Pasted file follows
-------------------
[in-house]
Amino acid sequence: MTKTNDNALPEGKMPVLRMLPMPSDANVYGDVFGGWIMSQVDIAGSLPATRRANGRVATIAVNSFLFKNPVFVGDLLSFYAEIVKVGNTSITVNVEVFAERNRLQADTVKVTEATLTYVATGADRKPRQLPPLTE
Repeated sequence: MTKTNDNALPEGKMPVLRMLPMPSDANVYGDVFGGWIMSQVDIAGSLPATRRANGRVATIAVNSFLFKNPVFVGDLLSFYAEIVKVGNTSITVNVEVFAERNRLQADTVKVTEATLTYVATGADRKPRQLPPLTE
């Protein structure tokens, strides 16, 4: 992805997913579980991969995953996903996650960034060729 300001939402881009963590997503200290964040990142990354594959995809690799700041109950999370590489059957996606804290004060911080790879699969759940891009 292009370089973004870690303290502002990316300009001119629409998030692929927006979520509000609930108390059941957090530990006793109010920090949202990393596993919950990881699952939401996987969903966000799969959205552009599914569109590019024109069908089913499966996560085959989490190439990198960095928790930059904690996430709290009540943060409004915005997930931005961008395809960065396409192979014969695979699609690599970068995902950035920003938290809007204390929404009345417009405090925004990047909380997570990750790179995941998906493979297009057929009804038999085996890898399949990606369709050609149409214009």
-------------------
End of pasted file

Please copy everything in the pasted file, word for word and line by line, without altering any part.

[in-house]
Amino acid sequence: MTKTNDNALPEGKMPVLRMLPMPSDANVYGDVFGGWIMSQVDIAGSLPATRRANGRVATIAVNSFLFKNPVFVGDLLSFYAEIVKVGNTSITVNVEVFAERNRLQADTVKVTEATLTYVATGADRKPRQLPPLTE
Repeated sequence: MTKTNDNALPEGKMPVLRMLPMPSDANVYGDVFGGWIMSQVDIAGSLPATRRANGRVATIAVNSFLFKNPVFVGDLLSFYAEIVKVGNTSITVNVEVFAERNRLQADTVKVTEATLTYVATGADRKPRQLPPLTE
């Protein structure tokens, strides 16, 4: 992805997913579980991969995953996903996650960034060729 300001939402881009963590997503200290964040990142990354594959995809690799700041109950999370590489059957996606804290004060911080790879699969759940891009 292009370089973004870690303290502002990316300009001119629409998030692929927006979520509000609930108390059941957090530990006793109010920090949202990393596993919950990881699952939401996987969903966000799969959205552009599914569109590019024109069908089913499966996560085959989490190439990198960095928790930059904690996430709290009540943060409004915005997930931005961008395809960065396409192979014969695979699609690599970068995902950035920003938290809007204390929404009345417009405090925004990047909380997570990750790179995941998906493979297009057929009804038999085996890898399949990606369709050609149409214009």